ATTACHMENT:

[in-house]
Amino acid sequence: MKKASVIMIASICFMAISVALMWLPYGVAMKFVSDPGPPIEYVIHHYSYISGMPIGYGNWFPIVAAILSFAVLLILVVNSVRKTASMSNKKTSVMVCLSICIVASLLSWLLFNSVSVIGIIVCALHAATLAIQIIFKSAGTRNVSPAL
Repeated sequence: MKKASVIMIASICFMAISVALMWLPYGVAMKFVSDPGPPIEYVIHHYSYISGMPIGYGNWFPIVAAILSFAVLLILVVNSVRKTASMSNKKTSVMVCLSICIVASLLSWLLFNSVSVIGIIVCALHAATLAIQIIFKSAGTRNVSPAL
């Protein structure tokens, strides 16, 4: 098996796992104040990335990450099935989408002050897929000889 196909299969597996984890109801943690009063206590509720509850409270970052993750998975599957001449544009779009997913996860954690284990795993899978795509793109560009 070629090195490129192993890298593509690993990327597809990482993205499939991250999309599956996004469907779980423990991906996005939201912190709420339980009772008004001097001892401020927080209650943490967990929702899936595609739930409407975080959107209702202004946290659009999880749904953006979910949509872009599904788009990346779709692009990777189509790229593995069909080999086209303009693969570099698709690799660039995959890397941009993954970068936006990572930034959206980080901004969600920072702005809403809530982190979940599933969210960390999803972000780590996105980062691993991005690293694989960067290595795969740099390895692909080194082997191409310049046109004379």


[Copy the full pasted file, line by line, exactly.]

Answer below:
[in-house]
Amino acid sequence: MKKASVIMIASICFMAISVALMWLPYGVAMKFVSDPGPPIEYVIHHYSYISGMPIGYGNWFPIVAAILSFAVLLILVVNSVRKTASMSNKKTSVMVCLSICIVASLLSWLLFNSVSVIGIIVCALHAATLAIQIIFKSAGTRNVSPAL
Repeated sequence: MKKASVIMIASICFMAISVALMWLPYGVAMKFVSDPGPPIEYVIHHYSYISGMPIGYGNWFPIVAAILSFAVLLILVVNSVRKTASMSNKKTSVMVCLSICIVASLLSWLLFNSVSVIGIIVCALHAATLAIQIIFKSAGTRNVSPAL
């Protein structure tokens, strides 16, 4: 098996796992104040990335990450099935989408002050897929000889 196909299969597996984890109801943690009063206590509720509850409270970052993750998975599957001449544009779009997913996860954690284990795993899978795509793109560009 070629090195490129192993890298593509690993990327597809990482993205499939991250999309599956996004469907779980423990991906996005939201912190709420339980009772008004001097001892401020927080209650943490967990929702899936595609739930409407975080959107209702202004946290659009999880749904953006979910949509872009599904788009990346779709692009990777189509790229593995069909080999086209303009693969570099698709690799660039995959890397941009993954970068936006990572930034959206980080901004969600920072702005809403809530982190979940599933969210960390999803972000780590996105980062691993991005690293694989960067290595795969740099390895692909080194082997191409310049046109004379």